His 2004 laughably nicknamed “Pound Cake Speech” cemented his transition from Cosby: Influential Black Icon to Cosby: Grumpy Old Man. As a speaker at the 50th anniversary of the Brown v. Board of Education case, Cosby spoke (according to his research) about the lack of progress in Black America. He harshly criticized single-parent homes; hip-hop/street jargon and fashion; Black people obtaining low-income jobs; and a general sense of young Black people’s ungrateful behavior towards Black heroes and important situations like B v. B and misguided priorities. The possibly well-intentioned speech came across as judgmental, hurtful, and non-constructive. Scholars and journalists attacked Cosby for his less than graceful oration. Here’s an excerpt from the speech for example:
“Ladies and gentlemen, listen to these people. They are showing you what’s wrong … What part of Africa did this come from? We are not Africans. Those people are not Africans. They don’t know a damned thing about Africa— with names like Shaniqua, Shaligua, Mohammed, and all that crap, and all of them are in jail.
The speech became a lightning rod for the conversation, and many of his detractors challenged whether or not it was even a millionaire’s place to discuss progress for the working class. Michael Eric Dyson was compelled to pen and title his 2005 book “Is Bill Cosby Right? Or Has the Black Middle Class Lost Its Mind?,” and cartoonist Aaron McGrudder responded through his typically raw and uncensored comic strip The Boondocks (he practically declared war on Cosby and used as a symbol of White person approved sanctimony).
Cosby was unapologetic and surly about his stance and many fans began to wonder, what had happened to Bill Cosby? He seemed to be changing into a hypercritical leech, kicking many while they were down. Cosby had made himself an easy target of obnoxious saintliness.
Prior to the “pound cake” speech, Bill Cosby was honored with accolades for his legendary career including the Presidential Medal of Honor in 2002, the Bob Hope Humanitarian Award in 2003, and the live-action adaptation of Fat Albert was released in 2004, but trouble followed him like a determined mosquito. In 2000, Lachele Covington in a police report claimed that Cosby groped her. In 2004, Canadian basketball player Andrea Constand accused him of fondling and giving her drugs, leading to an underground media circus. In 2006, it was settled out of court for an undisclosed amount, and said information was surprisingly and mainly kept out of the public. In 2007, a writer (now for Newsweek’s The Daily Beast) wrote an expose for Hollywood Interrupted on the sexual crimes of Bill Cosby, but his investigation went somewhat unnoticed. In 2008, Ta-Neshi Coates unleashed a lengthy and curious observation of the man Cosby had become as a post-Cosby Show motivational speaker, obsessed with demanding Black people in America to do better (the title is a quip from a speech of his), ‘This Is How We Lose to The White Man‘.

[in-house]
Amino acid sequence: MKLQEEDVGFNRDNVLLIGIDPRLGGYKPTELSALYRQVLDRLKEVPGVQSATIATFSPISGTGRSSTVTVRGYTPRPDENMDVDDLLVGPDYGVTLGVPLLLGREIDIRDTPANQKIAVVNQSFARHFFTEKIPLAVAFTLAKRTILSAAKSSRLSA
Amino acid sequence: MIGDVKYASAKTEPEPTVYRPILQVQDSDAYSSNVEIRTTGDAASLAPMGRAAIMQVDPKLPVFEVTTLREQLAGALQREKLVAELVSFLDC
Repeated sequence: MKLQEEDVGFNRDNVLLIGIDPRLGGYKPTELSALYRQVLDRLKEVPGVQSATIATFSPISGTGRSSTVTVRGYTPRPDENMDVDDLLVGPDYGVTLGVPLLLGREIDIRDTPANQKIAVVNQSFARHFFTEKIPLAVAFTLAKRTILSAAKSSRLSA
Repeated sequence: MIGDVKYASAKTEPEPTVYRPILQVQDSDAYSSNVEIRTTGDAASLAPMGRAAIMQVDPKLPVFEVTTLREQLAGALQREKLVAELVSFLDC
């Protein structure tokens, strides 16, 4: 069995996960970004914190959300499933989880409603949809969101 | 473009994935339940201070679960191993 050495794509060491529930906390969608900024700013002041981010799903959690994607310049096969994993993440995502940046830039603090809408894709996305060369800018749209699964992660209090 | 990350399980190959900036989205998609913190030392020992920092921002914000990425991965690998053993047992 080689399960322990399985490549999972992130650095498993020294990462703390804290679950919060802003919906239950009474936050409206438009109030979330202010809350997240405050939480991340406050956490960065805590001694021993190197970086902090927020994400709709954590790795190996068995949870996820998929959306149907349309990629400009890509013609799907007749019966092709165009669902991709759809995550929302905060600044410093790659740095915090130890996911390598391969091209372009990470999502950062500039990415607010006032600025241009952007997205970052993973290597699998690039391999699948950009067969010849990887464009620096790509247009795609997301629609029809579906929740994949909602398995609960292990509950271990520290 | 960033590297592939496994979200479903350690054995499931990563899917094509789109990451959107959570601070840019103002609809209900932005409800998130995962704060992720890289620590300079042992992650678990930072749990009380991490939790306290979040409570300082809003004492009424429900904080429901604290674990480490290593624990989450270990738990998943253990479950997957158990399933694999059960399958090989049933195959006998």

VERDICT: Bill Cosby (accidentally) appointed himself the new public enemy.
2010s: Bill Cosby, Disappointing Pop Culture Icon
This year, Bill Cosby has faced a barrage of sexual assault claims from an upwards of fourteen (and still counting) victims, a few even well-known such as model Janice Dickinson. Bill Cosby–to a public that’s watched him for years, many having grown up with The Cosby Show–is boldly being labelled across the media as a rapist. Following the mountain of allegations, projects that were in the works were subsequently cancelled and it’s been a disastrous year for Cosby.
VERDICT: A legacy dismantled.
50 Years A Disaster: The Epic Fall Of Bill Cosby’s Legacy was originally published on hellobeautiful.com